Professor of Philosophy Steven Lee recently testified in Washington, D.C., before a panel of the National Academy of Science, regarding the organization’s current study, “Ethical and Societal Implications of Advances in Militarily Significant Technologies that are Rapidly Changing and Increasingly Globally Accessible.”
“This is a great honor, both for Steven and the institution,” says Dean of Hobart College and Professor of Philosophy Eugen Baer.
As part of a four-person panel set with the task of discussing the non-U.S. perspectives on ethics in science and technology, Lee compared different religious perspectives on armed conflict and war to U.S. perspectives that are largely based on Just War theory.
“It may be that the greatest religious and ethical misunderstanding the West has with other religious cultures regarding matters of war is not due to the differences in religious perspectives, since there is a great commonality in this regard, but rather in our failure to recognize the implications for us of a principle we share with other religious cultures, namely fairness or reciprocity,” explains Lee.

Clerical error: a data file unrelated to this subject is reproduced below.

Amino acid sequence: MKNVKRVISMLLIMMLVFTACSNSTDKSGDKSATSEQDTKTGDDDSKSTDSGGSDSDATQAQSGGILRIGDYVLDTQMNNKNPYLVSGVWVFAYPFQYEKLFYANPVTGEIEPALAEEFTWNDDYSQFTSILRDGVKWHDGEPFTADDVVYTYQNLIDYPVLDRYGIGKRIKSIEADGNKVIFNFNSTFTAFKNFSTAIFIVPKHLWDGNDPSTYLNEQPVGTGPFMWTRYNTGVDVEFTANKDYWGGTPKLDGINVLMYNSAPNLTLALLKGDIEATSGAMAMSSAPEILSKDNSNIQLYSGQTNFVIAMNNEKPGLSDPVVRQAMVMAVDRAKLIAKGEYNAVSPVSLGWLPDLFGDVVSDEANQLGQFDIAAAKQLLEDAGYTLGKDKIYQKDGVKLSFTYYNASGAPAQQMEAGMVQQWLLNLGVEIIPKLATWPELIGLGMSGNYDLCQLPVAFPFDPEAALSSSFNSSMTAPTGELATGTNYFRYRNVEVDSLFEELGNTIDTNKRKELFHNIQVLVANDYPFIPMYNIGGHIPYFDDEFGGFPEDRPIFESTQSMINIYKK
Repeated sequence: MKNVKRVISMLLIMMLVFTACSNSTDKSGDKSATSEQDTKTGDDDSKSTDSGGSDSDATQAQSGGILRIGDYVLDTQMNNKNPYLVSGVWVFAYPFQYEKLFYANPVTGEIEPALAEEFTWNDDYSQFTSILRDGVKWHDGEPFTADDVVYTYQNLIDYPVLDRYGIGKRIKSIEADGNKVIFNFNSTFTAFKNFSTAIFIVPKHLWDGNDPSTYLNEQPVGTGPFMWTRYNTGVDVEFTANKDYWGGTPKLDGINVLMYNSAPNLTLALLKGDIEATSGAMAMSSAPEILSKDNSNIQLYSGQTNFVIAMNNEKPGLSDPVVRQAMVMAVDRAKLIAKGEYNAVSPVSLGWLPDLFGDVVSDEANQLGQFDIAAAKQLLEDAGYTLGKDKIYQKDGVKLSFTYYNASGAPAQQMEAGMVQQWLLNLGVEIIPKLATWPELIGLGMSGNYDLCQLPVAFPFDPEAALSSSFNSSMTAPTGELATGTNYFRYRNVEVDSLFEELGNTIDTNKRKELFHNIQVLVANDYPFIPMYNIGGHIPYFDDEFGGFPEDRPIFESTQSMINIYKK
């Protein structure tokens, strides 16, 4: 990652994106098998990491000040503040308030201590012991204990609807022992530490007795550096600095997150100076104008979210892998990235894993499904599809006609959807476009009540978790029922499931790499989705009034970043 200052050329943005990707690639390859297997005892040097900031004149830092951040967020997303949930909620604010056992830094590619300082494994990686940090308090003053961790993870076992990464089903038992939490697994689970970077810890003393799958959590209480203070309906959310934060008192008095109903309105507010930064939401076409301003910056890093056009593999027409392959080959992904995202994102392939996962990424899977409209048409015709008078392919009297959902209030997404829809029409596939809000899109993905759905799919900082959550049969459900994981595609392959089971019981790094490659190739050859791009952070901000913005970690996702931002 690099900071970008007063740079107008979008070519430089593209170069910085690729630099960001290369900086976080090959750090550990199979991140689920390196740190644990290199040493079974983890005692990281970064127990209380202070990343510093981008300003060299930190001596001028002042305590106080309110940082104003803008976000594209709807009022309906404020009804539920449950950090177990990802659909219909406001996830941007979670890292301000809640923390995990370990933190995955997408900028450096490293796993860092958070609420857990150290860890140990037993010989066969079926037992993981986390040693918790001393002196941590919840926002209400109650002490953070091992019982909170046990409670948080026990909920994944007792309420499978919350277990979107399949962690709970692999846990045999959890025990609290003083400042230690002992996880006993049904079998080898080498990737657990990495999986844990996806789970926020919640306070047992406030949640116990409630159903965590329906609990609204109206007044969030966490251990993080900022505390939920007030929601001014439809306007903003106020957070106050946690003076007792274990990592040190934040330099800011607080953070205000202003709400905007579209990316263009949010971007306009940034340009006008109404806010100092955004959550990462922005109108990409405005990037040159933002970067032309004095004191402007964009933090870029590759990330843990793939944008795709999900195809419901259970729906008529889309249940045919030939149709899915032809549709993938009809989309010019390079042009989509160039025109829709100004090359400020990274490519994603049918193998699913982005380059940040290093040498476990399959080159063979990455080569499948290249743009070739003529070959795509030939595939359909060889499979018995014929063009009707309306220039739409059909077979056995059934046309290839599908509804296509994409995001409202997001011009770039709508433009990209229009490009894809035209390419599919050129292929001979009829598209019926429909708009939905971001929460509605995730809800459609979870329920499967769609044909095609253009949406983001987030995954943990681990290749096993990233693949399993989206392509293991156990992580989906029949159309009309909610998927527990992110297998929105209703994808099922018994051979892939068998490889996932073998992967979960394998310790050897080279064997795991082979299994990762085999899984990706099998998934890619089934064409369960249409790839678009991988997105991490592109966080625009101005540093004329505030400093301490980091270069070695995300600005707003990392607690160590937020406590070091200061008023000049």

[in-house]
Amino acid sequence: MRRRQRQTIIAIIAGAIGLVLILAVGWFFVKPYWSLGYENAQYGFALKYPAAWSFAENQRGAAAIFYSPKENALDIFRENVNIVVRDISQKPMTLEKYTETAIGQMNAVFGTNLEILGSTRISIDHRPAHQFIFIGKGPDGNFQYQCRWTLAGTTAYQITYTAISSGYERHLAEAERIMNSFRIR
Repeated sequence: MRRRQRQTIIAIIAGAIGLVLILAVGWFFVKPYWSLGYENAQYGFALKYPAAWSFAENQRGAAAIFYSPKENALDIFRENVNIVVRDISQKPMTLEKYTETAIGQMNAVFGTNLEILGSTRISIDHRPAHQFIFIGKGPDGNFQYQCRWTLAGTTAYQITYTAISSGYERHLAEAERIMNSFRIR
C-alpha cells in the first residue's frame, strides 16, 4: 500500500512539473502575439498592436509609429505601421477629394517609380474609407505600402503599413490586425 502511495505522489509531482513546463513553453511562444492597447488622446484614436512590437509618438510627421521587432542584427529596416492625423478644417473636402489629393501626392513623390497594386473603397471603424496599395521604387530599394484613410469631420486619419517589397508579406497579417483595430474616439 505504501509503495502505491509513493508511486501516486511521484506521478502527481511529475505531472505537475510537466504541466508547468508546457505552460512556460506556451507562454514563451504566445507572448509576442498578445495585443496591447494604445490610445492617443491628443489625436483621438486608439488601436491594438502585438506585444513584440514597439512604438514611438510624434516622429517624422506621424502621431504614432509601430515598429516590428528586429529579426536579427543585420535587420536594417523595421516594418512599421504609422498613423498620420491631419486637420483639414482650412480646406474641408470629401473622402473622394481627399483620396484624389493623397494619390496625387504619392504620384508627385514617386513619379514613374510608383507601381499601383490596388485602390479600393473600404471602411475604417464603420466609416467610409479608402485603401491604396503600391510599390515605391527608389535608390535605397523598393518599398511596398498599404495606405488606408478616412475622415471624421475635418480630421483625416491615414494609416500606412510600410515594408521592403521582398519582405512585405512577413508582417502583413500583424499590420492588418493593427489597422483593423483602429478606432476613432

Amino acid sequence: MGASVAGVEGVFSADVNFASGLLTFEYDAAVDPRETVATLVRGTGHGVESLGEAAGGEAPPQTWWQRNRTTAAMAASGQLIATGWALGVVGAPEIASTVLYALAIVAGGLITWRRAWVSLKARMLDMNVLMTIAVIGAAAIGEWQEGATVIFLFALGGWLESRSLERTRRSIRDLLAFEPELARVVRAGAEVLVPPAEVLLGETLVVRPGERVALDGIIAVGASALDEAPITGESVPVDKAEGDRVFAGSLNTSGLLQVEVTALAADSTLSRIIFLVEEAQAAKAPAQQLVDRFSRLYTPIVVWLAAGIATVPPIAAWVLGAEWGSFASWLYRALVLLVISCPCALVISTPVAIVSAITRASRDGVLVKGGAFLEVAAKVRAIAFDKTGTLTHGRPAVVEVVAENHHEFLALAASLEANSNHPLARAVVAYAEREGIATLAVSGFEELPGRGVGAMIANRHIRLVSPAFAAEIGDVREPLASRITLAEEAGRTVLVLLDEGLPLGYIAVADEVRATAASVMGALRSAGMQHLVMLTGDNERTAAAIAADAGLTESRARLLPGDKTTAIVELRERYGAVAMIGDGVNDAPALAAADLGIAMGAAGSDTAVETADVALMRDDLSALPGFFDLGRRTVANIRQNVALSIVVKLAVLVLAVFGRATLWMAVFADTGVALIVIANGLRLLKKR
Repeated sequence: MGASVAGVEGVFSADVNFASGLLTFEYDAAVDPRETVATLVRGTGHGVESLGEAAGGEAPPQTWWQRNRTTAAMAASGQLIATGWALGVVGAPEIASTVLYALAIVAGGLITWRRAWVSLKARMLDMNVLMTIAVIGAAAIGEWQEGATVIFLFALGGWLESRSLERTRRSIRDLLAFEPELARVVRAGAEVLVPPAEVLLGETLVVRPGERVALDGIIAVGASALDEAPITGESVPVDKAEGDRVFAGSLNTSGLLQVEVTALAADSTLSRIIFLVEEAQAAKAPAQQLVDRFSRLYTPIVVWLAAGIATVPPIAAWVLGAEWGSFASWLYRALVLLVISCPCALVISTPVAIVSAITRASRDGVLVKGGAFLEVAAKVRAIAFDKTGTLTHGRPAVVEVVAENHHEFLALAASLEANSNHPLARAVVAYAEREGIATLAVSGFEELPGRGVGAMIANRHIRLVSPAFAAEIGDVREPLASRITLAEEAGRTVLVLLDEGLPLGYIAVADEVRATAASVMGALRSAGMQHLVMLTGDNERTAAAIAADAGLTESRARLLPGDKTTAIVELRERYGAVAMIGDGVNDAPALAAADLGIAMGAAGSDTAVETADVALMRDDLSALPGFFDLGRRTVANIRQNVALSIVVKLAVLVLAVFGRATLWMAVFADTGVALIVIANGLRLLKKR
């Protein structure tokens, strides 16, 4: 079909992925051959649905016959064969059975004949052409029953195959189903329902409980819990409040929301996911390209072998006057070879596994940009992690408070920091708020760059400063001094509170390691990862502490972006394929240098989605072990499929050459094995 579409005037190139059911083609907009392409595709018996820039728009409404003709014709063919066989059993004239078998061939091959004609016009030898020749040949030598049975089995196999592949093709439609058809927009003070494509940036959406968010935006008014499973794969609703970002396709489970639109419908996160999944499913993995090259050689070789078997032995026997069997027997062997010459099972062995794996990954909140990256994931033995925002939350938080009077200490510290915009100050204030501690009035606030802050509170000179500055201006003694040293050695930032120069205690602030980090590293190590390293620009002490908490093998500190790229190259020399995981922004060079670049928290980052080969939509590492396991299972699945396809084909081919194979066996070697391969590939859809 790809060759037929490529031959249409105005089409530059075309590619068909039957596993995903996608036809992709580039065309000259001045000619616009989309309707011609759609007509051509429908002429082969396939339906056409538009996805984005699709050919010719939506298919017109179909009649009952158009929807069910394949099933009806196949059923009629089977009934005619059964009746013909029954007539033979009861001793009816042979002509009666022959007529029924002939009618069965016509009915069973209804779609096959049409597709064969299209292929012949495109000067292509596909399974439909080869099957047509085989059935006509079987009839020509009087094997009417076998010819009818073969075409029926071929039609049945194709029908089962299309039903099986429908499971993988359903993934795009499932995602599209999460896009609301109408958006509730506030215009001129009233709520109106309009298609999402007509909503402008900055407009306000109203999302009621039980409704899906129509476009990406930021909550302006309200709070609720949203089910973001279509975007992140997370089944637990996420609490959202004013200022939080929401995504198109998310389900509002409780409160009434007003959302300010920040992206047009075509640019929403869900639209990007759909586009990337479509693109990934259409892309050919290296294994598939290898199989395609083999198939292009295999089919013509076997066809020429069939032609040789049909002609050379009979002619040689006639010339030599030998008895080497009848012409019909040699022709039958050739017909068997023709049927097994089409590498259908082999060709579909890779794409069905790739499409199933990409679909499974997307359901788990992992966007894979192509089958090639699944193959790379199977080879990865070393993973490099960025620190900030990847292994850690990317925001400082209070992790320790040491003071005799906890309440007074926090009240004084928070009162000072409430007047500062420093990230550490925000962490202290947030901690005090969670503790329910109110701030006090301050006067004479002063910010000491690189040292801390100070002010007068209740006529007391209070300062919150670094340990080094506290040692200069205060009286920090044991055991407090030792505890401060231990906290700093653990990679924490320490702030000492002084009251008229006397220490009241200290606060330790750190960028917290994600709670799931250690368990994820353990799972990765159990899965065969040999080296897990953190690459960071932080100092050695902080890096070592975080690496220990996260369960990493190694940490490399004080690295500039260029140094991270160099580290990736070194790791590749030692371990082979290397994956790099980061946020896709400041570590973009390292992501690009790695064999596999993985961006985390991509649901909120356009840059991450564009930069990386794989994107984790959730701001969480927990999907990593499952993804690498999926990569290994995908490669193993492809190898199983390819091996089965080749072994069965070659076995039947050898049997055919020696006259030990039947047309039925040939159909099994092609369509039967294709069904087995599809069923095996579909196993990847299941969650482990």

“Specifically, what we don’t recognize is that our ways of fighting, given our military superiority, are perceived by others as unfair, as in the extreme case of riskless war – a war in which our own combatants are not seriously as risk, as in the case of the Kosovo War. The possibilities for riskless war are increasing through emerging military technologies, especially in the areas of information warfare and robotics. Emerging technologies will make this situation more pronounced. This leads other societies to perceive us as fighting unfairly,” he says.
Other members of the panel included Professors of Philosophy Qiu Renzong of the Chinese Academy of Social Science and Frans Brom of Utrecht University in The Netherlands; and Minerva Chair Montgomery McFate from the U.S. Naval War College.
A member of the faculty since 1981, Lee is the Donald R. Harter ’39 Professor in the Humanities. He holds a B.A. and an M.A. from Delaware and a Ph.D. from York University in Toronto. He has written and co-written several books, including his most recent book, “Ethics and War.” The author of more than 50 published articles, he is frequently consulted for his expertise in ethics, nuclear weapons and just war theory. Prior to teaching at HWS, he taught at Bowling Green State University.
In addition, Lee is the editor of “Intervention, Terrorism and Torture: Contemporary Challenges to Just War Theory.” In 2007, he was awarded a visiting fellowship in the Centre for Ethics, Philosophy and Public Affairs at St. Andrews University in Scotland.